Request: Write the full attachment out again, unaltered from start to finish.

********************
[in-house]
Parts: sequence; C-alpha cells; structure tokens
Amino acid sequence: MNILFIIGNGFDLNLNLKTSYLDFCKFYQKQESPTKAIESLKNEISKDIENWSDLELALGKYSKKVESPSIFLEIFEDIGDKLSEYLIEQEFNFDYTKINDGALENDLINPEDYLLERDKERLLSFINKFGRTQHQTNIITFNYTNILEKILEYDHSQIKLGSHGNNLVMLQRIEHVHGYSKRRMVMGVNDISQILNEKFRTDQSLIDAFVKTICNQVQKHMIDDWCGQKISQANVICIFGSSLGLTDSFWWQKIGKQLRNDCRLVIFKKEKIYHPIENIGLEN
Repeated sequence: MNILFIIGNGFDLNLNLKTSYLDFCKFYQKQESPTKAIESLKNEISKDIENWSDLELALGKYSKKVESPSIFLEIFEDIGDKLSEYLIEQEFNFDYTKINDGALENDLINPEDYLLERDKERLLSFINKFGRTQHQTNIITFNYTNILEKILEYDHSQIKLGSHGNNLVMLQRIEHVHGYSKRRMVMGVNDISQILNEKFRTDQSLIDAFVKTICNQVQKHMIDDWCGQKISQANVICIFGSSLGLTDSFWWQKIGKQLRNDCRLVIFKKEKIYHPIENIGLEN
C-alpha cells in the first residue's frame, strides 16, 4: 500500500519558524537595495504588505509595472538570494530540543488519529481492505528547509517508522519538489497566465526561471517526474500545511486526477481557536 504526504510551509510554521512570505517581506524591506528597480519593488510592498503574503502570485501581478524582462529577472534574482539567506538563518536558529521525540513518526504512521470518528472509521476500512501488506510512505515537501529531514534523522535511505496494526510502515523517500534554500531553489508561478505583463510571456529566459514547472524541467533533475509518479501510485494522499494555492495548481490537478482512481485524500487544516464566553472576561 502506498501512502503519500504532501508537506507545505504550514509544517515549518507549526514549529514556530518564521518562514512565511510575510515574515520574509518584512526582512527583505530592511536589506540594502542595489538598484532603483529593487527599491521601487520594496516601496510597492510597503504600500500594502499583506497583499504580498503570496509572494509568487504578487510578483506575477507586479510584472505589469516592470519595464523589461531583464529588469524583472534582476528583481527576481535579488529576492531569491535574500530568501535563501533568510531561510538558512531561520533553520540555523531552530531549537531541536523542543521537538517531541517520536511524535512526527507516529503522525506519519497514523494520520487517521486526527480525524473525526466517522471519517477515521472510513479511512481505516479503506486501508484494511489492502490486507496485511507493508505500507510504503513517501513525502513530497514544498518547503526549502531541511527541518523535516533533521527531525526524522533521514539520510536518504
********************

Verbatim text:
[in-house]
Parts: sequence; C-alpha cells; structure tokens
Amino acid sequence: MNILFIIGNGFDLNLNLKTSYLDFCKFYQKQESPTKAIESLKNEISKDIENWSDLELALGKYSKKVESPSIFLEIFEDIGDKLSEYLIEQEFNFDYTKINDGALENDLINPEDYLLERDKERLLSFINKFGRTQHQTNIITFNYTNILEKILEYDHSQIKLGSHGNNLVMLQRIEHVHGYSKRRMVMGVNDISQILNEKFRTDQSLIDAFVKTICNQVQKHMIDDWCGQKISQANVICIFGSSLGLTDSFWWQKIGKQLRNDCRLVIFKKEKIYHPIENIGLEN
Repeated sequence: MNILFIIGNGFDLNLNLKTSYLDFCKFYQKQESPTKAIESLKNEISKDIENWSDLELALGKYSKKVESPSIFLEIFEDIGDKLSEYLIEQEFNFDYTKINDGALENDLINPEDYLLERDKERLLSFINKFGRTQHQTNIITFNYTNILEKILEYDHSQIKLGSHGNNLVMLQRIEHVHGYSKRRMVMGVNDISQILNEKFRTDQSLIDAFVKTICNQVQKHMIDDWCGQKISQANVICIFGSSLGLTDSFWWQKIGKQLRNDCRLVIFKKEKIYHPIENIGLEN
C-alpha cells in the first residue's frame, strides 16, 4: 500500500519558524537595495504588505509595472538570494530540543488519529481492505528547509517508522519538489497566465526561471517526474500545511486526477481557536 504526504510551509510554521512570505517581506524591506528597480519593488510592498503574503502570485501581478524582462529577472534574482539567506538563518536558529521525540513518526504512521470518528472509521476500512501488506510512505515537501529531514534523522535511505496494526510502515523517500534554500531553489508561478505583463510571456529566459514547472524541467533533475509518479501510485494522499494555492495548481490537478482512481485524500487544516464566553472576561 502506498501512502503519500504532501508537506507545505504550514509544517515549518507549526514549529514556530518564521518562514512565511510575510515574515520574509518584512526582512527583505530592511536589506540594502542595489538598484532603483529593487527599491521601487520594496516601496510597492510597503504600500500594502499583506497583499504580498503570496509572494509568487504578487510578483506575477507586479510584472505589469516592470519595464523589461531583464529588469524583472534582476528583481527576481535579488529576492531569491535574500530568501535563501533568510531561510538558512531561520533553520540555523531552530531549537531541536523542543521537538517531541517520536511524535512526527507516529503522525506519519497514523494520520487517521486526527480525524473525526466517522471519517477515521472510513479511512481505516479503506486501508484494511489492502490486507496485511507493508505500507510504503513517501513525502513530497514544498518547503526549502531541511527541518523535516533533521527531525526524522533521514539520510536518504